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Tripling Africa's Primary Exports: What, How, Where?

  • Jorg Mayer
  • Pilar Fajarnes

Income growth in Africa that is high enough to achieve the internationally agreed development goals implies a rise in the region's per capita income by the early 2020s to about Latin America's current level. The paper shows that such income growth would be associated roughly with a nine-fold increase in Africa's manufactured exports, but also with a tripling of its primary exports, which in absolute terms would account for two-thirds of the increase in the region's total exports. Focusing on the demand potential for such an increase in Africa's primary exports, the paper argues that rising global demand from sustained rapid growth in natural-resource-poor Asian countries, particularly China, provides sizeable new opportunities for Africa's primary exports. In Africa, extractive industries are poised best to benefit directly from China's rising imports, while exporters of agricultural products are more likely to benefit indirectly from rising world market prices associated with Asia's growing primary imports.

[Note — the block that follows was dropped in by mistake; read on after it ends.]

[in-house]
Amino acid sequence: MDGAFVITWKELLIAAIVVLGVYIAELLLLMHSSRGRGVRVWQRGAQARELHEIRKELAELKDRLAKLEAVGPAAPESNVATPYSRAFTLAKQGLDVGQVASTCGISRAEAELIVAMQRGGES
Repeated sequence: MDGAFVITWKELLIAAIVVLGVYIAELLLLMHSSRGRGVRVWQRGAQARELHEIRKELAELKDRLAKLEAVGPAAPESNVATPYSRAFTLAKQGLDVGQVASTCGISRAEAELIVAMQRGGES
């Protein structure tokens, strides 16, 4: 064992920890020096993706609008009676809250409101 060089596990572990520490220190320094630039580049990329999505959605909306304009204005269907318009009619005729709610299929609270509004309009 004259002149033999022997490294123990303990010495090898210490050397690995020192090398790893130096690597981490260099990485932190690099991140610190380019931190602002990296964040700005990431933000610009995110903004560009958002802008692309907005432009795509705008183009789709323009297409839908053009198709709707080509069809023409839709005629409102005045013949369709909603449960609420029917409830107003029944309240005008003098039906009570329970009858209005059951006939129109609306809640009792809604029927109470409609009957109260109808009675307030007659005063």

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Article provided by Taylor & Francis Journals in its journal Journal of Development Studies.

Volume (Year): 44 (2008)
Issue (Month): 1 ()
Pages: 80-102

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Handle: RePEc:taf:jdevst:v:44:y:2008:i:1:p:80-102
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  1. Vernon W. Ruttan, 2002. "Productivity Growth in World Agriculture: Sources and Constraints," Journal of Economic Perspectives, American Economic Association, vol. 16(4), pages 161-184, Fall.
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  6. M�ns S–derbom & Francis Teal, 2003. "Are Manufacturing Exports the Key to Economic Success in Africa?," Journal of African Economies, Centre for the Study of African Economies (CSAE), vol. 12(1), pages 1-29, March.
  7. Morisset, Jacques, 1998. "Unfair Trade? The Increasing Gap between World and Domestic Prices in Commodity Markets during the Past 25 Years," World Bank Economic Review, World Bank Group, vol. 12(3), pages 503-26, September.
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